Every now and then when I need a good laugh, I’ll think back about how I envisioned parenthood:
My children would be adventurous foodies, love veggies and never want fast food. Cereal for dinner?! Not in my house!
If I had a girl, she would be just as comfortable in the dirt as she was with dolls. If I had a boy, I knew he’d be open minded, love theatre, art and dolls as much as he loved playing rough. Guns would be out of the question.
So when my son, wide-eyed with excitement shouted, “I want that gun!!” as we were out holiday shopping, I thought back to that perfect child in my mind.
Definitely a figment of my imagination.
I have brothers. I remember their toy guns from growing up. But truth be told, they make me uneasy. Perhaps it’s my years reporting about gun violence, and now working at a hospital where doctors deal with gun trauma on a daily basis.
Dr. Laura Saunders, a clinical psychologist at Hartford Hospital’s Institute of Living and also a mother of two, points out young boys are often drawn to weapons.
“To some degree you can monitor that and set guidelines. We do not buy toy guns. But when my son created one out of a toilet paper roll and staples, we let him play with it. He wasn’t allowed to point it at people, but it was a creative outlet for him.”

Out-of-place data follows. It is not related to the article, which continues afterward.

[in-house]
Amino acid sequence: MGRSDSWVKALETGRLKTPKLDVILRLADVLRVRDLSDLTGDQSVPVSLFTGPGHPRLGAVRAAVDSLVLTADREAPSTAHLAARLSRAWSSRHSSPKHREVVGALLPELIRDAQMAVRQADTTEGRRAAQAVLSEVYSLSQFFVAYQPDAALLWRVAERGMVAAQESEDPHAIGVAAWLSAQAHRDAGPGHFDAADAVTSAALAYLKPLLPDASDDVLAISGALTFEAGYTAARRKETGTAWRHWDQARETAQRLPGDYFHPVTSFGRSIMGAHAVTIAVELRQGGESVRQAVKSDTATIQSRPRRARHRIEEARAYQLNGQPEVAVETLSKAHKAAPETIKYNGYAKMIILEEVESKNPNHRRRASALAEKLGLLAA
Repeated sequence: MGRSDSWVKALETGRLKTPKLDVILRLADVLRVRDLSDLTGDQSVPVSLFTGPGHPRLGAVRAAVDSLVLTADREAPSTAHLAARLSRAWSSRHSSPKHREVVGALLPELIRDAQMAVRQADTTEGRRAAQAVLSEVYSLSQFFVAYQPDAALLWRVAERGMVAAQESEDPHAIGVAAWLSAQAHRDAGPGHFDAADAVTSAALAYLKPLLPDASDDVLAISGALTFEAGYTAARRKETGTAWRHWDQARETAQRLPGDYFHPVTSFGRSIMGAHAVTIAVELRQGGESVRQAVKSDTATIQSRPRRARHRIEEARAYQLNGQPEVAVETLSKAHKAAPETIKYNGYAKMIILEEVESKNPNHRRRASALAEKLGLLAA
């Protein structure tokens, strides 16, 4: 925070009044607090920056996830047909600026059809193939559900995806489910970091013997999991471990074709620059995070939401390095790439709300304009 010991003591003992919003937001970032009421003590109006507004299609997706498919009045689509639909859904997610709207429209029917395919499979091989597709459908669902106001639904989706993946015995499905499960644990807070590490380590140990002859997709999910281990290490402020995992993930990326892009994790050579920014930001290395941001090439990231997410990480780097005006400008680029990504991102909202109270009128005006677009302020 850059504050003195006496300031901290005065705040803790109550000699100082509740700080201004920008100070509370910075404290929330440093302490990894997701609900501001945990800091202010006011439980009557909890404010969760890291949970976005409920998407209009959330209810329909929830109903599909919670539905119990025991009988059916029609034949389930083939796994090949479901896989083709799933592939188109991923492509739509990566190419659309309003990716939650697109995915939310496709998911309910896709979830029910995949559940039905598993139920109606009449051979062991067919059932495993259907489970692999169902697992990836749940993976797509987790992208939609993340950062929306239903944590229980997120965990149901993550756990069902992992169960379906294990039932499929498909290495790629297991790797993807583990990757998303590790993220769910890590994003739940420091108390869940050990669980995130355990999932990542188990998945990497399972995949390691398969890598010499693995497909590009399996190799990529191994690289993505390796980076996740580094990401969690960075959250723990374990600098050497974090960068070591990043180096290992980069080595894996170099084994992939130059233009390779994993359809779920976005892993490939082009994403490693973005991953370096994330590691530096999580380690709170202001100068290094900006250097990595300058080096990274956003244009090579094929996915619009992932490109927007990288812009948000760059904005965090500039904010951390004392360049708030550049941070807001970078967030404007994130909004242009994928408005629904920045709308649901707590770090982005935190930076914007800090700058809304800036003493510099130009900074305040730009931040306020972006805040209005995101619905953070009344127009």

Dr. Saunders says the latest research shows most kids are able to filter out what is real and what is not.
“Allow their natural interests to play out,” Dr. Saunders suggests. “but instill your values and make sure they know your guidelines.”
No, my son is not the perfect little boy I may have once imagined. He turns his nose up at most veggies and loves cereal for dinner. He turns sticks into imaginary guns and swords. He is creative, inquisitive and oh-so-opinionated.
Simply put, he is who he is, perfectly imperfect. And I couldn’t imagine it any other way.
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